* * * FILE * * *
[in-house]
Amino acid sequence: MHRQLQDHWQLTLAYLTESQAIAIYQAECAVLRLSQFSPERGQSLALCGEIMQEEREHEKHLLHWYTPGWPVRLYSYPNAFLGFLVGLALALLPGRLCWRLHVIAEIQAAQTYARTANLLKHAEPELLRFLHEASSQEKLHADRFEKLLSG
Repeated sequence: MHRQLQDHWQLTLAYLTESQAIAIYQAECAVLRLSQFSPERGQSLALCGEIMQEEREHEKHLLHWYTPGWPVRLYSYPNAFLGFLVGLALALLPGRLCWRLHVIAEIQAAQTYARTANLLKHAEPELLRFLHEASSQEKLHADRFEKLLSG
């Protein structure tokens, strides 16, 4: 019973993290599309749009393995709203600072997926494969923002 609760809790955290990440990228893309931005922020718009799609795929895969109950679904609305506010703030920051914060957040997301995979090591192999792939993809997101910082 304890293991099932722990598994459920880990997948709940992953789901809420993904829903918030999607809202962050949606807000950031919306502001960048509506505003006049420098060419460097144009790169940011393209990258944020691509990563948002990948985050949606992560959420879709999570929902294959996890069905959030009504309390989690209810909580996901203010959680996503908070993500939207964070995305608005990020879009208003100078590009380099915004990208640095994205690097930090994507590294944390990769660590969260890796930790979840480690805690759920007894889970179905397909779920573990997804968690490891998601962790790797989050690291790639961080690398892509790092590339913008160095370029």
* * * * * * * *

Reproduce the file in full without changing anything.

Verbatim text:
[in-house]
Amino acid sequence: MHRQLQDHWQLTLAYLTESQAIAIYQAECAVLRLSQFSPERGQSLALCGEIMQEEREHEKHLLHWYTPGWPVRLYSYPNAFLGFLVGLALALLPGRLCWRLHVIAEIQAAQTYARTANLLKHAEPELLRFLHEASSQEKLHADRFEKLLSG
Repeated sequence: MHRQLQDHWQLTLAYLTESQAIAIYQAECAVLRLSQFSPERGQSLALCGEIMQEEREHEKHLLHWYTPGWPVRLYSYPNAFLGFLVGLALALLPGRLCWRLHVIAEIQAAQTYARTANLLKHAEPELLRFLHEASSQEKLHADRFEKLLSG
């Protein structure tokens, strides 16, 4: 019973993290599309749009393995709203600072997926494969923002 609760809790955290990440990228893309931005922020718009799609795929895969109950679904609305506010703030920051914060957040997301995979090591192999792939993809997101910082 304890293991099932722990598994459920880990997948709940992953789901809420993904829903918030999607809202962050949606807000950031919306502001960048509506505003006049420098060419460097144009790169940011393209990258944020691509990563948002990948985050949606992560959420879709999570929902294959996890069905959030009504309390989690209810909580996901203010959680996503908070993500939207964070995305608005990020879009208003100078590009380099915004990208640095994205690097930090994507590294944390990769660590969260890796930790979840480690805690759920007894889970179905397909779920573990997804968690490891998601962790790797989050690291790639961080690398892509790092590339913008160095370029």